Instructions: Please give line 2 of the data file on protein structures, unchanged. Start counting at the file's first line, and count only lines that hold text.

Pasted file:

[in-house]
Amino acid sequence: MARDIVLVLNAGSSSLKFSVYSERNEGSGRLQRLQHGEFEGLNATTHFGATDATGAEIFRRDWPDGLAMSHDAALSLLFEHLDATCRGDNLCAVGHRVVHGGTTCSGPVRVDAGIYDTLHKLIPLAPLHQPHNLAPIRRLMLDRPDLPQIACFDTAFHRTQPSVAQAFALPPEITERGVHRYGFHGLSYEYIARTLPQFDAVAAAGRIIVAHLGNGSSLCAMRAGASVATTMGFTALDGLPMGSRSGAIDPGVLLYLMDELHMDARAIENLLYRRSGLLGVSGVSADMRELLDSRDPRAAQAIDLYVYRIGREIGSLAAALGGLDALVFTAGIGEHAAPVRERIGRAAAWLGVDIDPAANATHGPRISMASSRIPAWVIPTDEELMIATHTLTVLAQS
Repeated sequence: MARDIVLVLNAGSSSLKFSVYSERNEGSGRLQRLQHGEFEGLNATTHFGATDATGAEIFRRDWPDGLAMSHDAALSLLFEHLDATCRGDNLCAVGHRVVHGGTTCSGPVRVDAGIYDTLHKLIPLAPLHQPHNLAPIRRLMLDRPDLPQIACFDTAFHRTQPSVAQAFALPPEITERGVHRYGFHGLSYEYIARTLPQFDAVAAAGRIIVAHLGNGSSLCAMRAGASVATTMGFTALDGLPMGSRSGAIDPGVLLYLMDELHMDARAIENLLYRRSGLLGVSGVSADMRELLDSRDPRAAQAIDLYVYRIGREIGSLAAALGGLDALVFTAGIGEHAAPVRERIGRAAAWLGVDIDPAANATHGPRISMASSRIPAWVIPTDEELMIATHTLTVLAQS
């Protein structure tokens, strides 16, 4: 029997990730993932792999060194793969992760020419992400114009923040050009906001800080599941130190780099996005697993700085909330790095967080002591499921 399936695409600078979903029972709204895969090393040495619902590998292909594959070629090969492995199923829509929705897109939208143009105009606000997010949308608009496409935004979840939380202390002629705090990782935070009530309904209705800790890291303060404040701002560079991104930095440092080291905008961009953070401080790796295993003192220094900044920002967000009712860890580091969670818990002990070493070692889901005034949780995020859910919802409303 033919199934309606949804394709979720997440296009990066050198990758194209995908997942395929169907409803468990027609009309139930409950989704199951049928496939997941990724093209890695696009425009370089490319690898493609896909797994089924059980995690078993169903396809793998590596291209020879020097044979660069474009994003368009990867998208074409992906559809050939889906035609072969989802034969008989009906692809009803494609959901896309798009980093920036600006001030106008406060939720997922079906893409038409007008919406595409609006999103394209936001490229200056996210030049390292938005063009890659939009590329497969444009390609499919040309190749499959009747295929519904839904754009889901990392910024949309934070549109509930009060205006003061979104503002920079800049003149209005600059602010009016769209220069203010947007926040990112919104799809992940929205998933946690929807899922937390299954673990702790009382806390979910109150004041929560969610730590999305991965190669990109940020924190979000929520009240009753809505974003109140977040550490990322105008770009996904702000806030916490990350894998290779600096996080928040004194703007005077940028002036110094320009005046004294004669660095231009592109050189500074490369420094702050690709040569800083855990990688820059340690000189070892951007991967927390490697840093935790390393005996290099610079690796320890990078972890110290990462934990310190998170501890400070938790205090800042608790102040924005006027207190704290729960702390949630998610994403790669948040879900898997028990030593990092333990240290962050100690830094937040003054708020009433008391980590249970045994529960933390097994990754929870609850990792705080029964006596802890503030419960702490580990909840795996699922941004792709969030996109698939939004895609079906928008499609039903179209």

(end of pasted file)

Amino acid sequence: MARDIVLVLNAGSSSLKFSVYSERNEGSGRLQRLQHGEFEGLNATTHFGATDATGAEIFRRDWPDGLAMSHDAALSLLFEHLDATCRGDNLCAVGHRVVHGGTTCSGPVRVDAGIYDTLHKLIPLAPLHQPHNLAPIRRLMLDRPDLPQIACFDTAFHRTQPSVAQAFALPPEITERGVHRYGFHGLSYEYIARTLPQFDAVAAAGRIIVAHLGNGSSLCAMRAGASVATTMGFTALDGLPMGSRSGAIDPGVLLYLMDELHMDARAIENLLYRRSGLLGVSGVSADMRELLDSRDPRAAQAIDLYVYRIGREIGSLAAALGGLDALVFTAGIGEHAAPVRERIGRAAAWLGVDIDPAANATHGPRISMASSRIPAWVIPTDEELMIATHTLTVLAQS